Junction boxes are metal or plastic enclosures used as housings for wiring connections. The connections within are called branch circuits and usually represent the end of a conduit run. Junction boxes make wire access easy, since all one must do is remove the covering to make alterations, repairs, or additions to a conduit. Junction boxes also protect wiring from the elements or environment, which can sometimes be corrosive or otherwise harmful to wiring material. Finally, junction boxes protect wiring from unwanted tampering, whether malicious or unintentional.
Junction Box Wiring Basics
Essentially, a junction box houses wire connections in order to split off power from a single source to multiple outlets. For instance, a junction box might contain one wire power source that is connected through multiple wires to power several different lights.
Electrical junction boxes are usually between 2 ½ to 3 ½ inches long and made of metal or hard plastic. The functional difference between plastic and metal depends whether or not the junction box is supposed to support any weight. Some metal junction boxes can support light fixtures; plastic junction boxes cannot withstand this weight. Additional differences include installation, in that plastic IP65 junction boxes are typically quicker and easier to install than metal ones. However, a standard junction box designed to simple cover wire splices can be either metal or plastic.
Wire Splices in Junction Boxes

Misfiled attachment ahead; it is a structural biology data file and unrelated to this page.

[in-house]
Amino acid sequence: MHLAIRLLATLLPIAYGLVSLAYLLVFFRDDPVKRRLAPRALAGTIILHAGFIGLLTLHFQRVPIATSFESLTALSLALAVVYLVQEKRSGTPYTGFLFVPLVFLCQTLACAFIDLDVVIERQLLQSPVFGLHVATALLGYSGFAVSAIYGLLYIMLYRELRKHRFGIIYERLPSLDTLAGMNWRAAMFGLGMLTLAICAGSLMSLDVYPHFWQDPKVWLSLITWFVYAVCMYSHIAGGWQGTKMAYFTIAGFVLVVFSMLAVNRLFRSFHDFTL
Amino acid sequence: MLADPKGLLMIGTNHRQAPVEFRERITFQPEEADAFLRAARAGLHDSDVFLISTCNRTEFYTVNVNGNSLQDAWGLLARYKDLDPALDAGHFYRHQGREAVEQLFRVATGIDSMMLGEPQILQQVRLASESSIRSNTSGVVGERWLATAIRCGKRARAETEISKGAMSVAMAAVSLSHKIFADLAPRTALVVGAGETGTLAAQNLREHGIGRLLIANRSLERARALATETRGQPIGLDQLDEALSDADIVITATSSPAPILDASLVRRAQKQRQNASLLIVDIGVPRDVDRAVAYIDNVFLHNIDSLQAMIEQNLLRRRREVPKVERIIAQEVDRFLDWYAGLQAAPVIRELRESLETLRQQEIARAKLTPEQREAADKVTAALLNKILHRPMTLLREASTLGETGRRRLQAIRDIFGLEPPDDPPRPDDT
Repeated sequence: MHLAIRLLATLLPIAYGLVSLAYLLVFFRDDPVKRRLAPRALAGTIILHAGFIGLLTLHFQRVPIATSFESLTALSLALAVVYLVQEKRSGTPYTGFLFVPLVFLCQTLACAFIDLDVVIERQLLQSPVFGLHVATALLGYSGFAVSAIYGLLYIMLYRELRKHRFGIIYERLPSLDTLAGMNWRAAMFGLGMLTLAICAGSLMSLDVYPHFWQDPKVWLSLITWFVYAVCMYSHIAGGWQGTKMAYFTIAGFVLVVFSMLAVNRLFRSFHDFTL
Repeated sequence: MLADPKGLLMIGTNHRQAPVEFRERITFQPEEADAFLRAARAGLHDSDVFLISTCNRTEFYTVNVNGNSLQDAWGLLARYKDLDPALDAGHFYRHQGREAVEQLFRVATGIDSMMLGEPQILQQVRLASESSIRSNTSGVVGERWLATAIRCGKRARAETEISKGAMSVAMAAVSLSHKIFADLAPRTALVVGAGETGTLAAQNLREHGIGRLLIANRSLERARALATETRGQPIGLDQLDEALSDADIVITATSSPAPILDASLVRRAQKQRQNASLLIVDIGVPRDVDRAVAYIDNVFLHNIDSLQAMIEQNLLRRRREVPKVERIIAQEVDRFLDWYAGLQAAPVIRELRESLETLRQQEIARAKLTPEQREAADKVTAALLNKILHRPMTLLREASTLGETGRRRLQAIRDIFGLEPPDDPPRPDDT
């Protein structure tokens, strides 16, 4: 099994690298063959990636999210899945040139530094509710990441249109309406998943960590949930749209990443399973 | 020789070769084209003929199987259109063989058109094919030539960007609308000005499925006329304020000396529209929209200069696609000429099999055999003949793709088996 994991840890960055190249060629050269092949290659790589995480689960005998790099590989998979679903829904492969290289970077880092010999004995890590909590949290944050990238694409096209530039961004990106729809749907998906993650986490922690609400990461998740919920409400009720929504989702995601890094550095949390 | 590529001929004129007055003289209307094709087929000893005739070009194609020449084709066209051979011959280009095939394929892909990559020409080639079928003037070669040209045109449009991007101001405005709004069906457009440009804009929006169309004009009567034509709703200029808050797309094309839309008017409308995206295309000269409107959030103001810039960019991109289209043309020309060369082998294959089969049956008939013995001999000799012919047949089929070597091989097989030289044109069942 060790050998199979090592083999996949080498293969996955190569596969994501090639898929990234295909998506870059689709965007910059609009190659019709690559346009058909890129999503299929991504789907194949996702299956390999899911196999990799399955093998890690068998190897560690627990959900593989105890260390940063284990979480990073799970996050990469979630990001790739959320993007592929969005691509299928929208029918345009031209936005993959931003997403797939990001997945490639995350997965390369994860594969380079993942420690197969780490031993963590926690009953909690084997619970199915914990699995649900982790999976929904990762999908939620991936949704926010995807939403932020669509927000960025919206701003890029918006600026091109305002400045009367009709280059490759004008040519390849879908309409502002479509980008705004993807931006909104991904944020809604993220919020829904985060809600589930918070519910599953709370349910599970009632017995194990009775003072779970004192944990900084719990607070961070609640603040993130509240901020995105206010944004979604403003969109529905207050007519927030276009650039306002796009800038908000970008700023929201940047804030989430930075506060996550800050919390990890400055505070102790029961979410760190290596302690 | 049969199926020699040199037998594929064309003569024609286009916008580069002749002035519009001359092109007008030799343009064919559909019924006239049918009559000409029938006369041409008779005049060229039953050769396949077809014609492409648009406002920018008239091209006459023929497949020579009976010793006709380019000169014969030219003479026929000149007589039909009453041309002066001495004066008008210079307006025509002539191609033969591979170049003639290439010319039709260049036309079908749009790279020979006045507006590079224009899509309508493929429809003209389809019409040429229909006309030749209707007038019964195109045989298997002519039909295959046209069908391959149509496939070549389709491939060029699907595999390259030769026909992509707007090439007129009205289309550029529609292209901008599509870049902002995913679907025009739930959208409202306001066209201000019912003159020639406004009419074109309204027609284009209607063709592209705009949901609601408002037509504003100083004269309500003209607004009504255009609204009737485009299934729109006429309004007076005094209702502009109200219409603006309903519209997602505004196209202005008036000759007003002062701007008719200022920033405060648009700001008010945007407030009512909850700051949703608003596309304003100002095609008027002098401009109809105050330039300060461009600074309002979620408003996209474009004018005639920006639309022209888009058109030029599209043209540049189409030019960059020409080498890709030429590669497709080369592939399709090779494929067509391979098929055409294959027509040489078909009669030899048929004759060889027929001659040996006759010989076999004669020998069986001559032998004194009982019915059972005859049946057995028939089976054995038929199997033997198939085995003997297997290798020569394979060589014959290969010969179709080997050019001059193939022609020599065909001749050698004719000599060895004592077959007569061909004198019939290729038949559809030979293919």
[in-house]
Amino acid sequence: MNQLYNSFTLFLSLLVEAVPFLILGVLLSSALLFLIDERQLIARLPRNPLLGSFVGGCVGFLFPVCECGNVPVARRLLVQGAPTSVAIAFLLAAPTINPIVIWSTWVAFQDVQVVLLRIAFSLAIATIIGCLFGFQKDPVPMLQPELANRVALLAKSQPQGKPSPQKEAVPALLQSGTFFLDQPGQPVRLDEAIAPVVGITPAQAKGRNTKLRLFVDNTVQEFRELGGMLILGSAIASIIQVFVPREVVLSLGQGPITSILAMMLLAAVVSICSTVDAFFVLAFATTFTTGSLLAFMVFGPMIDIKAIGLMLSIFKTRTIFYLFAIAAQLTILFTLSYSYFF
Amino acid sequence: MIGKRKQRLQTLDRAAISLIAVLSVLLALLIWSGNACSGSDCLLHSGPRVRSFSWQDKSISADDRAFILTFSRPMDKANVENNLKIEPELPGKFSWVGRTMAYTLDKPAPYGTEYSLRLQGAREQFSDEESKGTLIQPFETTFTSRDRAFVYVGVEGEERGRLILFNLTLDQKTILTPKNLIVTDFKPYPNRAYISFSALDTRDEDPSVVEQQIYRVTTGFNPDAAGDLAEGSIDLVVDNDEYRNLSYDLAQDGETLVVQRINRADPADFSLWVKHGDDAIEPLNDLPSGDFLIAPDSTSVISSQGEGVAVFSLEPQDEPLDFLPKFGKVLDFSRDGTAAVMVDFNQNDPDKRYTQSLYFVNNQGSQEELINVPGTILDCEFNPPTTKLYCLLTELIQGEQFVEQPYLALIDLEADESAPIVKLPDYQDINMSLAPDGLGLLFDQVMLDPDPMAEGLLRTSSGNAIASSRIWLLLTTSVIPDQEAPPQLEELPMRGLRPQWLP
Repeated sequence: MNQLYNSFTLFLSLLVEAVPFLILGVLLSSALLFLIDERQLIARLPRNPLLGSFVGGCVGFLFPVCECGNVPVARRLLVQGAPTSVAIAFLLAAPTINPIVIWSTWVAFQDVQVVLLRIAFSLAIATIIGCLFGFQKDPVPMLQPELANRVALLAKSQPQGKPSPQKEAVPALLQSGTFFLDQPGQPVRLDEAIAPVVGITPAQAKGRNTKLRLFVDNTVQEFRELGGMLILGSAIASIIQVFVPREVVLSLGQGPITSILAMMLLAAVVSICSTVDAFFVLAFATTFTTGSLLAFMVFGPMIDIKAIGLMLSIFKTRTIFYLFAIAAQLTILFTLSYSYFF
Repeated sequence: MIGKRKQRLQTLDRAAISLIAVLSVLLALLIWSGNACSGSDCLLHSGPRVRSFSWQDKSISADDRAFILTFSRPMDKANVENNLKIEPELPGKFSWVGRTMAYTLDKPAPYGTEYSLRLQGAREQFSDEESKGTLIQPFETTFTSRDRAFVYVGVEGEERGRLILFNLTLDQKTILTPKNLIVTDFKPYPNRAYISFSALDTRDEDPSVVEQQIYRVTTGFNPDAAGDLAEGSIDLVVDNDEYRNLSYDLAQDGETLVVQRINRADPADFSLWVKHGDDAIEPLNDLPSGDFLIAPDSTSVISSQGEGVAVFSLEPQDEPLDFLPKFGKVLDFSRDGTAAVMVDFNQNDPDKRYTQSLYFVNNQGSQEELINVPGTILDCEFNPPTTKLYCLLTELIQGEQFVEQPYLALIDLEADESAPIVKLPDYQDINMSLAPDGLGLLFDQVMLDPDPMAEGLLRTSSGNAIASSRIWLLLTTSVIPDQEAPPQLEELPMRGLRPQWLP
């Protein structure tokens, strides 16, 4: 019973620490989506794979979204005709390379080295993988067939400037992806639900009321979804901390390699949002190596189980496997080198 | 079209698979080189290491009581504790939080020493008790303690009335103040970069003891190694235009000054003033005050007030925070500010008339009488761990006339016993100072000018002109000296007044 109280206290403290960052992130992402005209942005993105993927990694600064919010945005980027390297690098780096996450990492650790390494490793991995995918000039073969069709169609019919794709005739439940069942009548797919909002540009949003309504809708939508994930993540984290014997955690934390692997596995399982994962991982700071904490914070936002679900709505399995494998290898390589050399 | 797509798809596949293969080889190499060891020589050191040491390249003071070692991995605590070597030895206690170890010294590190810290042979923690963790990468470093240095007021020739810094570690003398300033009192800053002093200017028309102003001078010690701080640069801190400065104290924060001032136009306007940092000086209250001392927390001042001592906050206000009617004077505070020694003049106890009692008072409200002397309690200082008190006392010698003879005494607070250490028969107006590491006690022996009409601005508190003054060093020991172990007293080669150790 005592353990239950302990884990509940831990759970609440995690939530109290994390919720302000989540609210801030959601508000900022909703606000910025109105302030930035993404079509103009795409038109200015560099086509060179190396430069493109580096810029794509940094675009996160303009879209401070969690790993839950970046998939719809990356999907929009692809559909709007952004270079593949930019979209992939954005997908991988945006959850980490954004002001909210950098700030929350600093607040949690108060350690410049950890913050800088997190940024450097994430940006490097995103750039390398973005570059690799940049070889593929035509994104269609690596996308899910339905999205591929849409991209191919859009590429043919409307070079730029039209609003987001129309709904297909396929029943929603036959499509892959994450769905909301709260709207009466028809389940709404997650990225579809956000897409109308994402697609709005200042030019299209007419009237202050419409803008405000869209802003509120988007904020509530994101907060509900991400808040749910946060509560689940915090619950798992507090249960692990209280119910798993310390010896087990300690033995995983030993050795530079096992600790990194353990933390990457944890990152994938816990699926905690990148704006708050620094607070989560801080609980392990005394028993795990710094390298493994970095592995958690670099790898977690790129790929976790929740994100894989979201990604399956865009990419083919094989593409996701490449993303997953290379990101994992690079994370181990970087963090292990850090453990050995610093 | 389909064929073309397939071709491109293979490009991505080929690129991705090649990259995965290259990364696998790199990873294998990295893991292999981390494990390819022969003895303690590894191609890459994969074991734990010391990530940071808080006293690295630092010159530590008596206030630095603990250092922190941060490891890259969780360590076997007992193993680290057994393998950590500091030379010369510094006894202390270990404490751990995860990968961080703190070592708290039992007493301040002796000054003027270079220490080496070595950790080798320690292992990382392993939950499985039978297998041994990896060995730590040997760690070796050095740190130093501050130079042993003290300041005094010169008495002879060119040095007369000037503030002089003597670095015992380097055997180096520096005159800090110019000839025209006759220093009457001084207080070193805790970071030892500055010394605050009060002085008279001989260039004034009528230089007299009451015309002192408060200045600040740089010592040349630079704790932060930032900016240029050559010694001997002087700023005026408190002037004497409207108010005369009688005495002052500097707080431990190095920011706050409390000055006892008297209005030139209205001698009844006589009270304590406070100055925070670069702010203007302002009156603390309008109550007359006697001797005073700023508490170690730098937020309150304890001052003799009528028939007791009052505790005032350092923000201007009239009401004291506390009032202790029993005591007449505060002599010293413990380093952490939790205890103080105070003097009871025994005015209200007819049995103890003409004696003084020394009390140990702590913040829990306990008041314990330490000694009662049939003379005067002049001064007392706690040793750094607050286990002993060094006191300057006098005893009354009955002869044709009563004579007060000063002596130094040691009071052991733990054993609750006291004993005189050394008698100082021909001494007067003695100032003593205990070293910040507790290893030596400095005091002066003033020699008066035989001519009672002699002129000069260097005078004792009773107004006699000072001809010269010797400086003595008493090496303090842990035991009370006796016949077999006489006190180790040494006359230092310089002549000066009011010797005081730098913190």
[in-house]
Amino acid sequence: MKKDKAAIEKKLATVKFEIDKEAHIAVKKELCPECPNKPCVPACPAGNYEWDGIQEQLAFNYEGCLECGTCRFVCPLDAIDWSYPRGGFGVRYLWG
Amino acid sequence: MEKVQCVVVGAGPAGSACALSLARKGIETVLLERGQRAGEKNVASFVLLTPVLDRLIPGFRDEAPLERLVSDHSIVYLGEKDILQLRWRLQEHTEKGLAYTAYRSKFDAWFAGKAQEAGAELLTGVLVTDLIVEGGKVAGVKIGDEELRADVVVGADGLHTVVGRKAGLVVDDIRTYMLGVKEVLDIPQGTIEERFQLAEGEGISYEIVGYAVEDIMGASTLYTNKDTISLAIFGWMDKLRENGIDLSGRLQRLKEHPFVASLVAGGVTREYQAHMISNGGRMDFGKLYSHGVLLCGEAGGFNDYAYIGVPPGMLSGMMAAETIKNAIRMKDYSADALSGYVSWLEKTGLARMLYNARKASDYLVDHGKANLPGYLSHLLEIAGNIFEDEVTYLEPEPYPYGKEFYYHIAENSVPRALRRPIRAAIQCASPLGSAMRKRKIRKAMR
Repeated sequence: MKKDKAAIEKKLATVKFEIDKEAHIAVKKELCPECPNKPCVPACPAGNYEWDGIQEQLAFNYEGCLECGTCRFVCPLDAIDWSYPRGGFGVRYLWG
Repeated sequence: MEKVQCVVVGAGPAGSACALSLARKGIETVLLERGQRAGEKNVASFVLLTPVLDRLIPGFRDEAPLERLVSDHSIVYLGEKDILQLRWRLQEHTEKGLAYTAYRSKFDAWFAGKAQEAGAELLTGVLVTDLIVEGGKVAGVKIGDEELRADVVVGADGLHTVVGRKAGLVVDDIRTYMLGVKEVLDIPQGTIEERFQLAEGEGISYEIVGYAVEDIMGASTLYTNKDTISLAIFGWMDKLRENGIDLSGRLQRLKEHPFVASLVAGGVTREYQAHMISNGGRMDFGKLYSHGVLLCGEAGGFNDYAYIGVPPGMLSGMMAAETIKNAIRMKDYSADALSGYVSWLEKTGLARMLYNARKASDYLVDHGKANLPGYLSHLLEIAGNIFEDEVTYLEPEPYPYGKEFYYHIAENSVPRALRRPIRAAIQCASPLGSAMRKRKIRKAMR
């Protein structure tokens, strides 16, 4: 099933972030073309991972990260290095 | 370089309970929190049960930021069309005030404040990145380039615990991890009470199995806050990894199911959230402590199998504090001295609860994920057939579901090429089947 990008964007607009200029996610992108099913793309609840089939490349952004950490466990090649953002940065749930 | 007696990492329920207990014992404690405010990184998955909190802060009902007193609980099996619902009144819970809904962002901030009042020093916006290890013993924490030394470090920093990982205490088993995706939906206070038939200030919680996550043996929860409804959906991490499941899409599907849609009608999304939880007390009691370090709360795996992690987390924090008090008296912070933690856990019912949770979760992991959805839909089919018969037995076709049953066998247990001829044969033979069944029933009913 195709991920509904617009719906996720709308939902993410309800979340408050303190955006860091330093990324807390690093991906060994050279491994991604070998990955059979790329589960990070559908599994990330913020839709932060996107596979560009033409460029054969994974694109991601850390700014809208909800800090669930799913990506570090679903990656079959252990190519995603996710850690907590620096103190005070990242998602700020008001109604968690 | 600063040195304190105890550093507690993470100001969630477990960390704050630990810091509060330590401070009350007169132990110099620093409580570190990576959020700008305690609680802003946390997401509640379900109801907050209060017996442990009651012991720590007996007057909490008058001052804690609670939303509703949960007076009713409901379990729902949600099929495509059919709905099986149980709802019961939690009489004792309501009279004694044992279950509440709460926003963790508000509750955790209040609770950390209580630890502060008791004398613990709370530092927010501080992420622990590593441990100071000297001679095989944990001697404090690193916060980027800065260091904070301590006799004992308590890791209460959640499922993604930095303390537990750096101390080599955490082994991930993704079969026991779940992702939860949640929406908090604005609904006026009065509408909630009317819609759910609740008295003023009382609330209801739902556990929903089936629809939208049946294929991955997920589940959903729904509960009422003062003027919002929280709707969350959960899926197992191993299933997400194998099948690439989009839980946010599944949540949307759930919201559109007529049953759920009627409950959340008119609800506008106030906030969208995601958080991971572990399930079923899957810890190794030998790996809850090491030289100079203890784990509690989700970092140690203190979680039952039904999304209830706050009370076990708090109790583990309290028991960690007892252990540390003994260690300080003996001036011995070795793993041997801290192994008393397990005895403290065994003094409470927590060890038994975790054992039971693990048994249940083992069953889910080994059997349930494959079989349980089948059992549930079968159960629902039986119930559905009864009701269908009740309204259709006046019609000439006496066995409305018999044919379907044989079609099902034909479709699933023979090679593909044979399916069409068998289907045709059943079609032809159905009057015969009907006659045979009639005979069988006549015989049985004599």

All wire splices must be contained within a junction box for a building to meet electric code, although sometimes splices are missed and may present hazards as a result. Any exposed wiring can be dangerous, but exposed wire splices are especially prone to accident because they can be tripped over, expel sparks or misrepresent themselves be misperceived as playthings by children or pets. Junction boxes are helpful for wire splices because they also allow one to easily locate the wire splice area.
Waterproof junction boxes provide an important function of providing a safe transition of power produced from the photovoltaic (PV) cells in the laminate to the external wiring system for interconnecting modules and loads. Electric distribution boxes, also referred to as “jboxes,” are used in a wide variety of electrical applications and serve to protect the connections between wires and cables. In a PV module, however, the jbox also houses the bypass diode that provides a PV cell-protective function and it is prewired and terminated for rapid interconnection of modules in the field. The junction box enclosure consists of a body enclosure and lid both of which are almost exclusively made of injection-molded polymeric construction and are adhered to the substrate of the module with an adhesive compatible with both the junction box polymer and PV module substrate.